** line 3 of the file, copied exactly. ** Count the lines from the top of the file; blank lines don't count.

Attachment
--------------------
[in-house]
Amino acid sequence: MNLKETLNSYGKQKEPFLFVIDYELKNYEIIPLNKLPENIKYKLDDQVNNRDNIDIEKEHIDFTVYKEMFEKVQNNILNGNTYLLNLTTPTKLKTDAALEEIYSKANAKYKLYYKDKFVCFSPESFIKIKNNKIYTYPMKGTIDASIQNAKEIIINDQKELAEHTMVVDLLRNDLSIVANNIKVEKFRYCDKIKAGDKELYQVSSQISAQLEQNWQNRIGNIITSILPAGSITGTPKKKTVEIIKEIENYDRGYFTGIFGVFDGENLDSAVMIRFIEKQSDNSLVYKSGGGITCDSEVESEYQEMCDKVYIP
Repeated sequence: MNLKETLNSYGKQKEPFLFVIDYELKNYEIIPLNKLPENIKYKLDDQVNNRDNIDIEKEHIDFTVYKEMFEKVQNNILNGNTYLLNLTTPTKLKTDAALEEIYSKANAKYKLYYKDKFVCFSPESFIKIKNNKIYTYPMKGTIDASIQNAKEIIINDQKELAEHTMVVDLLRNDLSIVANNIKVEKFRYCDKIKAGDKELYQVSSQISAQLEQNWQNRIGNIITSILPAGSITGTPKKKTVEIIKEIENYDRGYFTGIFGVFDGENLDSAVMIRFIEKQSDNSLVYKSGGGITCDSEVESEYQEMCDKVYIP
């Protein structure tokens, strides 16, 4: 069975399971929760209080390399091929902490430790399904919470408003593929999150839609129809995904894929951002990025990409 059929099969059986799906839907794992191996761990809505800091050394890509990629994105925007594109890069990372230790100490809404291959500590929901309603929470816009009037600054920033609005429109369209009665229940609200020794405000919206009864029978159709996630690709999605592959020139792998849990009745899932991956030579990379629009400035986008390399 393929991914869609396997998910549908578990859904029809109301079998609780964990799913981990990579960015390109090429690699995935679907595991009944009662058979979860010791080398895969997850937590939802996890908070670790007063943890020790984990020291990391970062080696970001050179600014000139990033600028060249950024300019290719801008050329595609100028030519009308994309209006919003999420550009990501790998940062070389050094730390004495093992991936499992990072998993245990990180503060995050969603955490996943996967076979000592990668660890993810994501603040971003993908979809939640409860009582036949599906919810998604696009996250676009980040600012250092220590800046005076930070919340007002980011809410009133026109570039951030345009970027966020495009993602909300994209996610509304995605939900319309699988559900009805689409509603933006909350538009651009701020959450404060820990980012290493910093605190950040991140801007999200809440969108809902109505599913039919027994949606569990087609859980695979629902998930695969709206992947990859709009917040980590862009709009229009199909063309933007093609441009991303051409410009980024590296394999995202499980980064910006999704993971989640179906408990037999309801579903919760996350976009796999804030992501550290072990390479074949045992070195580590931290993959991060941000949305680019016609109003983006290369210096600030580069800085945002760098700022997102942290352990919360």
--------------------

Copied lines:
Repeated sequence: MNLKETLNSYGKQKEPFLFVIDYELKNYEIIPLNKLPENIKYKLDDQVNNRDNIDIEKEHIDFTVYKEMFEKVQNNILNGNTYLLNLTTPTKLKTDAALEEIYSKANAKYKLYYKDKFVCFSPESFIKIKNNKIYTYPMKGTIDASIQNAKEIIINDQKELAEHTMVVDLLRNDLSIVANNIKVEKFRYCDKIKAGDKELYQVSSQISAQLEQNWQNRIGNIITSILPAGSITGTPKKKTVEIIKEIENYDRGYFTGIFGVFDGENLDSAVMIRFIEKQSDNSLVYKSGGGITCDSEVESEYQEMCDKVYIP